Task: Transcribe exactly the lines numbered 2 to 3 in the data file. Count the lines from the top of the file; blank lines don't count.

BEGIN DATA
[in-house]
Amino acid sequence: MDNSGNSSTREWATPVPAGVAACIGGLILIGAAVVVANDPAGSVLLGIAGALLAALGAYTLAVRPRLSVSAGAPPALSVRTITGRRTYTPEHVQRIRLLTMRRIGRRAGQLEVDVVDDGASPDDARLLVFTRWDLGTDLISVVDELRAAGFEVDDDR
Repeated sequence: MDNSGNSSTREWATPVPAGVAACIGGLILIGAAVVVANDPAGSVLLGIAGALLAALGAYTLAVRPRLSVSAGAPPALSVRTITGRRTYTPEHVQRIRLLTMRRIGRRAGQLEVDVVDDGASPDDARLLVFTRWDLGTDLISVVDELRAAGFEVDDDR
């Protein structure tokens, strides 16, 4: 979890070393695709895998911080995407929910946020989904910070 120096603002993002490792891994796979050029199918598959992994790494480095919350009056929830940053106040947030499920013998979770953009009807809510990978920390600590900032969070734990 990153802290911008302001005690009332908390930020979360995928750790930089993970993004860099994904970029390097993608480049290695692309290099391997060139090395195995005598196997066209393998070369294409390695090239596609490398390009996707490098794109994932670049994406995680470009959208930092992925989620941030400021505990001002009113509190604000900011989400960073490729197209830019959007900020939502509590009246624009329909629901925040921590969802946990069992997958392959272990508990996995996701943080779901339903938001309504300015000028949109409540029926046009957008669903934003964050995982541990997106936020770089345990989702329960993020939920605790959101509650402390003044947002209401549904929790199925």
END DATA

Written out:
Amino acid sequence: MDNSGNSSTREWATPVPAGVAACIGGLILIGAAVVVANDPAGSVLLGIAGALLAALGAYTLAVRPRLSVSAGAPPALSVRTITGRRTYTPEHVQRIRLLTMRRIGRRAGQLEVDVVDDGASPDDARLLVFTRWDLGTDLISVVDELRAAGFEVDDDR
Repeated sequence: MDNSGNSSTREWATPVPAGVAACIGGLILIGAAVVVANDPAGSVLLGIAGALLAALGAYTLAVRPRLSVSAGAPPALSVRTITGRRTYTPEHVQRIRLLTMRRIGRRAGQLEVDVVDDGASPDDARLLVFTRWDLGTDLISVVDELRAAGFEVDDDR